the connection between your private and public lives?
DG: What can’t I say? I’m not interested celebrity gossip. Let the moment be, moment
by moment. The rest is for historians.
AYM: About your financial circumstances … When you created Common Lot, what
caused you to abandon your previous intention to make as little money as possible?
DG: I was able to start Common Lot Productions thanks in part to the little financial
padding I was given when my mother died. Before that I’d admired and, as you say, had
aspired to that photo of Gandhi’s material legacy, the one showing how little he owned
upon his death:

I learned later that one of Gandhi’s assistants had complained to him: “It takes a
lot of money to keep you so poor”. So, I faced up to quotidian facts and decided I wanted
to leave something for my children, as I had been given. Not a lot. But something.
Furthermore, since I’d worked for so little for so long I thought it unlikely I would
succumb to money’s blandishments. I think I’ve been able to contribute with the money
I’ve made in a way different from, but at least as valuable as, when I was volunteering or
working for low wages. I doubt if I’ve caught up yet to what would have been my
projected income, given my education and the inherited economic class. But honestly
this topic holds little interest for me.
AYM: Your sister was an important lever, you have said. What do you mean by that?
DG: As the first born I had to suffer jealousy of her as intruder on my stage and also as
Other, as female. It was a long slow learning. I was slow.
I hope the women in my life would attest I did, finally, learn something.
My sister also had a sense of history that I found burdensome. But it’s not
something to be discarded either. I thank her for holding it.
I’m glad to say that her account of our family has gone back into print after all
these years.13
13

Grant, Gail Milissa. At the Elbows of My Elders: One Family’s Journey Toward Civil Rights.
St. Louis: Missouri History Museum, 2027. Print.

15

DAVID W. GRANT

AYM: You moved often. What made you choose to live your last years here?
These questions are no longer about What but about Who. To be polite I’ll
answer. But briefly.
I always wanted to be a cowboy. So now I am.
AYM: Speaking of Gandhi, he famously tried to treat his children just as he treated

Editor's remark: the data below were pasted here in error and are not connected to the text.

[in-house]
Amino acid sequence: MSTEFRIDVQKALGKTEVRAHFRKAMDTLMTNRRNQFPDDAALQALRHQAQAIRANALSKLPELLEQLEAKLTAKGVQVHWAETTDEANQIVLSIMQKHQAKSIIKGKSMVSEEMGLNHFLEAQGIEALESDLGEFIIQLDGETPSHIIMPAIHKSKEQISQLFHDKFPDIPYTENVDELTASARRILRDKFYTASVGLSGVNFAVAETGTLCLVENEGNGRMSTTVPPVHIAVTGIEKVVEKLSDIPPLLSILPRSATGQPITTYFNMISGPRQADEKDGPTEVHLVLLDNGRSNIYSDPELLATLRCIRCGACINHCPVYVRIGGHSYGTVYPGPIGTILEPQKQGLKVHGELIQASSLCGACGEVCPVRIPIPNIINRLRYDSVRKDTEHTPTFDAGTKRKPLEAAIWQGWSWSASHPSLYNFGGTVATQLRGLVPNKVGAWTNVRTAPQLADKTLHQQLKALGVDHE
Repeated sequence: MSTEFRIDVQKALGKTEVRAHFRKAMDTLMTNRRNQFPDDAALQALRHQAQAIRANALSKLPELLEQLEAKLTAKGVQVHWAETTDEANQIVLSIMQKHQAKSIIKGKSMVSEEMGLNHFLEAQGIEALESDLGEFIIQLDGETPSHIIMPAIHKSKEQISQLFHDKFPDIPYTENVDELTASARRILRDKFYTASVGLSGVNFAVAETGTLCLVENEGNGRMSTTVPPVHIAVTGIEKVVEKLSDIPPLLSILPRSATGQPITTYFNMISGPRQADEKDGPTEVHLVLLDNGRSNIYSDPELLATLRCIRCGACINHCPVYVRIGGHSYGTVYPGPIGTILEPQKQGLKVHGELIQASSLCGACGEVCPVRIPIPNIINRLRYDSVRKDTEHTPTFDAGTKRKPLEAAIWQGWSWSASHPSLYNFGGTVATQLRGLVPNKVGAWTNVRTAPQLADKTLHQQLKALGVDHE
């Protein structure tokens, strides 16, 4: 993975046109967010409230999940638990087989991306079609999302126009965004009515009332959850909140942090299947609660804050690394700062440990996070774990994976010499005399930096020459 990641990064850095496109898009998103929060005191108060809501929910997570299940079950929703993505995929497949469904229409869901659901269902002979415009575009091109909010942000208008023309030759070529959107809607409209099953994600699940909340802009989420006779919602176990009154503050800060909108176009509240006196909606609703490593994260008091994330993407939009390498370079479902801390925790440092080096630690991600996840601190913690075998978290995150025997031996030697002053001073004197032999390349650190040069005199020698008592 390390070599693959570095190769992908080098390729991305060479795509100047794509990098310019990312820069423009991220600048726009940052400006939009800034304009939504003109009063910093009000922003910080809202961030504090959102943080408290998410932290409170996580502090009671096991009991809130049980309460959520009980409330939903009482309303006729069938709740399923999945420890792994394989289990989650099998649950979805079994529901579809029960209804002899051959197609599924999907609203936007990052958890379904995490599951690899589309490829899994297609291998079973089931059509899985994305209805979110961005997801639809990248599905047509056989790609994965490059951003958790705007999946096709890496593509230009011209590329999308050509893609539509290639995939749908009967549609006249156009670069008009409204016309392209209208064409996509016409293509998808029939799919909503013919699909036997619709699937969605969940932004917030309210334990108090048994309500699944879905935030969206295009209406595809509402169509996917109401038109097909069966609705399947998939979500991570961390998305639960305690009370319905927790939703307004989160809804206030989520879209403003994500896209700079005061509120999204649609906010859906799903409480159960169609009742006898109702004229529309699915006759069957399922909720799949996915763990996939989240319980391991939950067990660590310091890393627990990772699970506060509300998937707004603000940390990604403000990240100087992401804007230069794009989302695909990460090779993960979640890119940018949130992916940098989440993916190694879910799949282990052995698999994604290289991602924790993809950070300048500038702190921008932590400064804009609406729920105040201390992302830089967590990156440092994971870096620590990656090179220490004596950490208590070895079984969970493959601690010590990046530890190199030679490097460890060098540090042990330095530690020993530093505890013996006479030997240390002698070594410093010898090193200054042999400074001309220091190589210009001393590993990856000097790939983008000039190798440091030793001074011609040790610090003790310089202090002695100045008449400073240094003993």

anyone else. You never aspired to that.
DG: Remember his autobiography was titled “An Experiment [in Truth]14”. That
experiment was a dumb one, treating his children like anyone else. It wasn’t the first
time he let ideology unwisely overrule his heart.
AYM: Are you satisfied with the direction the Citizen Chamber is going?
DG: Yes, I am.
When the tipping point was reached — thanks to the comedic interactive television
series15 that the feature film16 spawned … that really mainstreamed the vision, with
viewers themselves responding as ersatz representatives in real time, dealing with real
issues, acting like a shadow government … enthusiasm peaked. In fact it created
exorbitant expectations. I was … and still am … concerned that the actual working of the
Citizen Chamber will be less dramatic and less effective and more mundane and more
cautious than that enthusiasm portended. I only hope expectations are lowered to meet
the reality and that the long-term benefits swiftly become evident. That will encourage
maintaining the system.
AYM: What will be your parting words? Your deathbed words?
DG: We’ll never know until we get there.
Mr. Grant smiled his smile of enigma – of smirk and of sufferance. Was he speaking his
epitaph or continuing his journey? I might have asked but the train neared my stop. As I
thank him, collecting my things, he asked me if anything he had said had surprised me. I
replied that the biggest surprise was that, as much as I had admired him going into and
exiting the interview sessions, I was leaving this train with a new certainty that my path
would not – could not, should not – follow in his or anyone’s footsteps
His beaming eyes lost all semblance of irony or insouciance as he said
‘Gratefulness is the heart of prayer.’
I took my leave and he took his.
Submitted by ‘a younger man’
c/o David Grant
600 Water St SW
Unit 4-7
14

Gandhi, Mohandas. The Story of My Experiments With Truth. Navajivan Trust. 1927. Print.
“Our Common Lot: Government By We The People”. Arts and Entertainment Network. 20202025. Television series.
16
The Common Lot: Next Step for Democracy. Screenplay by David Grant. Dir. Hank Topper.
Miramax. 2018. Film.
15

16

THEN AND NOW AND WHAT’S AHEAD
Washington DC 20024

December 2010

© David Grant 2010

About Common Lot Sortitionist

Former public television producer-director; initiating culminating career, Common Lot Productions, towards policy-making bodies that are of, BY and for the people.